Embodiments and frictions of statehood in transnational criminal justice

Publication Date01 August 2021
Date01 August 2021
AuthorRandi Solhjell,Eva Magdalena Stambøl
Theoretical Criminology
2021, Vol. 25(3) 493 –510
© The Author(s) 2021
Article reuse guidelines:
DOI: 10.1177/13624806211009481
Embodiments and frictions
of statehood in transnational
criminal justice
Eva Magdalena Stambøl
Free University of Berlin, Germany
Randi Solhjell
Norwegian Police University College, Norway
Outside of criminology, dominant conceptions of postcolonial statehood in the Global
South as ‘fragile’ or ‘failed’ have long been criticized. In criminology, however, the
theoretical outcomes of this critique have been scarce. In this article we therefore ask
how ideals and practices of transnational criminal justice are informed by and productive
of specific (Global North) conceptions of statehood. Exploring encounters between
transnational and local criminal justice in the context of international state-building
in Mali and Liberia, we observe frictions in which statehood divergences and global
hierarchies become apparent. Through penal aid, we argue, a particular kind of penal
statehood is produced wherein the options of how to perform penality are increasingly
limited by the embeddedness in global power asymmetries.
cybercrime, gender-based violence, Global South, Liberia, Mali, performativity,
statehood, transnational criminal justice
Transnational criminal justice implicitly embodies specific notions of statehood. In interna-
tional discourse on criminal justice and police cooperation, countries in the Global South
have tended to be portrayed as the ‘weak link’ that, due to their ineffective and
Corresponding author:
Eva Magdalena Stambøl, Free University of Berlin, Ihnestraße 22, Berlin, 14195, Germany.
Email: stambolevam@zedat.fu-berlin.de
1009481TCR0010.1177/13624806211009481Theoretical CriminologyStambøl and Solhjell
494 Theoretical Criminology 25(3)
underdeveloped criminal justice systems, provide safe havens for transnational criminals
(Andreas and Nadelmann, 2006). Put differently, postcolonial statehood1 is often portrayed
as ‘fragile’, ‘weak’ or ‘failed’ with regard to performing state functions such as those of
criminal justice (Duffield, 2007). This view has prompted the necessity for international
organizations and countries in the Global North to provide ‘penal aid’ to ‘develop credible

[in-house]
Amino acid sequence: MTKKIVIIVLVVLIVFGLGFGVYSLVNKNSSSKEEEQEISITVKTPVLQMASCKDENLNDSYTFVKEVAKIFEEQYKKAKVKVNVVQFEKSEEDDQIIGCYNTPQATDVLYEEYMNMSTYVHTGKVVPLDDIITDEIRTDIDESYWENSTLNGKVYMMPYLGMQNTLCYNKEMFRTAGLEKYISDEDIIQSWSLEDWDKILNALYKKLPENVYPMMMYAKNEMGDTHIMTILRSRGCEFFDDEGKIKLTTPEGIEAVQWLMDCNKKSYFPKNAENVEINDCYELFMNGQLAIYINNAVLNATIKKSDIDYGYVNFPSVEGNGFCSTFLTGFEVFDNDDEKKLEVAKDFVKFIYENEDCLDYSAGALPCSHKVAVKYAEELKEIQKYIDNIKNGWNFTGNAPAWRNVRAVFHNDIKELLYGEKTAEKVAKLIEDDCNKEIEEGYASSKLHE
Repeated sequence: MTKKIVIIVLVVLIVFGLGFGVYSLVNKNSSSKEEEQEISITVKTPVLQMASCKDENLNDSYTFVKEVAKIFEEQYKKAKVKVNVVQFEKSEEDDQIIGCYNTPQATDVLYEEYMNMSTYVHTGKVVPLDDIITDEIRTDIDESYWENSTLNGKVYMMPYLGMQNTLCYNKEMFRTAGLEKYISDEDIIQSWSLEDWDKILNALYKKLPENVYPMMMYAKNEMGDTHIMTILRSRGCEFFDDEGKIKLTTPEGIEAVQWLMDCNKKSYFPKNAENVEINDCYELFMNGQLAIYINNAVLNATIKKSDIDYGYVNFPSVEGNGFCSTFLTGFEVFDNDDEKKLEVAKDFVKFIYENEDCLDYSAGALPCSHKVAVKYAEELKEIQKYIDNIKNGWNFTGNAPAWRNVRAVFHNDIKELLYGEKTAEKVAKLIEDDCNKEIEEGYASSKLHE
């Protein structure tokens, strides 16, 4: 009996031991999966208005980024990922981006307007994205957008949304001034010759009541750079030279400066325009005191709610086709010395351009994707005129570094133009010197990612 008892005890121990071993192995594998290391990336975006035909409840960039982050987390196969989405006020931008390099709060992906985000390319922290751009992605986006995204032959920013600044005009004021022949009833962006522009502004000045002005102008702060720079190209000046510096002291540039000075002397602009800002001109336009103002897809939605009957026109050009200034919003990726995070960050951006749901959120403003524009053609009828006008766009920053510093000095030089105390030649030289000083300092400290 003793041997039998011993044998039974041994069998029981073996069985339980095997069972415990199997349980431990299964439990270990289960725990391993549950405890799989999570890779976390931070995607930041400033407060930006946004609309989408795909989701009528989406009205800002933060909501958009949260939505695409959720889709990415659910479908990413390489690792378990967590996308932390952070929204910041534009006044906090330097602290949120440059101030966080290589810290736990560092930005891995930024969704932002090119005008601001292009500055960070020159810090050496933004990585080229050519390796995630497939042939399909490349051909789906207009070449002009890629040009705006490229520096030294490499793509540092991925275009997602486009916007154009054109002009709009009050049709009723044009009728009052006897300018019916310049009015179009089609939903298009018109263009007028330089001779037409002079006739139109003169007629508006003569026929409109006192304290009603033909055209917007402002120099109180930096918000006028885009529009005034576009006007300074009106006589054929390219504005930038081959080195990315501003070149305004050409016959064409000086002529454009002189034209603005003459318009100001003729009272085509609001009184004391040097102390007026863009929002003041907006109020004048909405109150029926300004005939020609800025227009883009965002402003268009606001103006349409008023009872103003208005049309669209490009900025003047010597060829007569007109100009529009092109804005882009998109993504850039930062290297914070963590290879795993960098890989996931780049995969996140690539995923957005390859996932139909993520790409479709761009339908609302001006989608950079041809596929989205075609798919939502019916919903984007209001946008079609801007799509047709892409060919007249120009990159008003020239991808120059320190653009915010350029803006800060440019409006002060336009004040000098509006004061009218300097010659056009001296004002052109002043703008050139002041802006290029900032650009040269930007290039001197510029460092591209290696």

criminal justice institutions and reform penal practice throughout the world’ (Brisson-Boivin
and O’Connor, 2013: 515). As we aim to illustrate in this article, through penal aid practices,
state-builders also perform the crime control functions of African states together with local
officials, thereby attempting to produce states that govern transnational crime responsibly.
While classical criminology has been state-centric, the view that the state’s institu-
tions are and should be the primary agents of criminal justice and crime control has
increasingly been questioned by criminologists (see, for example, Christie, 1977;
Garland and Sparks, 2000; Jamieson and McEvoy, 2005; Lohne, 2020; McEvoy, 2007).
Foucauldian analyses, in particular, have understood state power as decentred and dis-
persed political technologies of control (Rose and Miller, 1992) entailing both ‘technolo-
gies of the other’ and ‘technologies of the self’ (Garland, 1996, 1997). Still, however,
Katja Franko notes that referrals to ‘the state’ in ‘criminological scholarship almost with-
out exception means the western state, mainly North American, UK, Australia, Western
Europe, occasionally Russia, while examples of “lesser statehood” are far more seldom
considered’ (Aas, 2012: 15). This observation echoes criminological scholarship criti-
quing the implicit Global North centricity of the discipline that ignores colonial history
and silences epistemologies from the Global South (Agozino, 2003; Carrington et al.,
2015; Fonseca, 2018). Yet, the postcolonial critiques posed by the strands of ‘southern’
and ‘Africana’ criminology have not taken into account the theoretical discussion on
statehood in the African studies literature, something we aim to remedy with this article.
Thus, we ask, as Franko does: ‘Which state? Where is it situated and what are its historic
and geopolitical contexts?’ (Aas, 2012: 15). Moreover, we add: how are ideals and prac-
tices of transnational criminal justice (TCJ) informed by and productive of specific con-
ceptions of statehood? By doing so, we respond to her ‘invitation to examine some of the
prevalent assumptions about statehood and consider theoretical accounts which diverge
from the western ideas and ideals of statehood’ (Aas, 2012: 16).
In the following section we outline the ‘failed states critique’ in the literature on interna-
tional state-building and TCJ: noticing that in criminology, theoretical outcomes of this
critique have at best been scarce, even in the strands of ‘Africana’ or ‘southern’ criminol-
ogy that have otherwise excelled in unravelling the Occidentalism of much criminological
theory. After a note on case selection, methods and data (section three), we draw on two
empirical examples of encounters between transnational and local criminal justice in Mali
and Liberia respectively to illustrate how these performances of TCJ implicitly embody
attempts to transfer Global North conceptions of statehood within asymmetrical power
relations (sections four and five). This leads to frictions—understood as ‘heterogenous and
unequal encounters [that] can lead to new arrangements of culture and power’ (Tsing, 2005
in Aas, 2011: 414)—wherein the discrepancies between different ideas and ideals of state-
hood become apparent. Section six discusses the theoretical implications of these findings
for criminology, and suggests that a particular kind of penal statehood is produced through
TCJ performances that reproduce global hierarchies.

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